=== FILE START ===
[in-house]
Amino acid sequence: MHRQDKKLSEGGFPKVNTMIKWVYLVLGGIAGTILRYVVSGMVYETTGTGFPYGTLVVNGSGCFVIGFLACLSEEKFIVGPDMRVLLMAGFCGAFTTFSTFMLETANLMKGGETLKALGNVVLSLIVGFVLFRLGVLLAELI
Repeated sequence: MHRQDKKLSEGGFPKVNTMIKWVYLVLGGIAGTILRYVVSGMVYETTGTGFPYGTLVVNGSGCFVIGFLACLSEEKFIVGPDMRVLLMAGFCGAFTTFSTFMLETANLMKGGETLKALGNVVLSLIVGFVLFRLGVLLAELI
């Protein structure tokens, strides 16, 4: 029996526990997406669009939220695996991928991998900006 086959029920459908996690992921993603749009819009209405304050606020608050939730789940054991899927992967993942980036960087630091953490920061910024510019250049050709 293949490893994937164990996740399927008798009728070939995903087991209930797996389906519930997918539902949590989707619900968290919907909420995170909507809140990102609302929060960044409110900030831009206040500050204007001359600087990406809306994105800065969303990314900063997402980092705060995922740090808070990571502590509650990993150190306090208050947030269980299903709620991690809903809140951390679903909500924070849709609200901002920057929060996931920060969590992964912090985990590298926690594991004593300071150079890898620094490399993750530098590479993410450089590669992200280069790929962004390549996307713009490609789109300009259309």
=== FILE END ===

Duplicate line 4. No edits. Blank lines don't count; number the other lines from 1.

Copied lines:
């Protein structure tokens, strides 16, 4: 029996526990997406669009939220695996991928991998900006 086959029920459908996690992921993603749009819009209405304050606020608050939730789940054991899927992967993942980036960087630091953490920061910024510019250049050709 293949490893994937164990996740399927008798009728070939995903087991209930797996389906519930997918539902949590989707619900968290919907909420995170909507809140990102609302929060960044409110900030831009206040500050204007001359600087990406809306994105800065969303990314900063997402980092705060995922740090808070990571502590509650990993150190306090208050947030269980299903709620991690809903809140951390679903909500924070849709609200901002920057929060996931920060969590992964912090985990590298926690594991004593300071150079890898620094490399993750530098590479993410450089590669992200280069790929962004390549996307713009490609789109300009259309």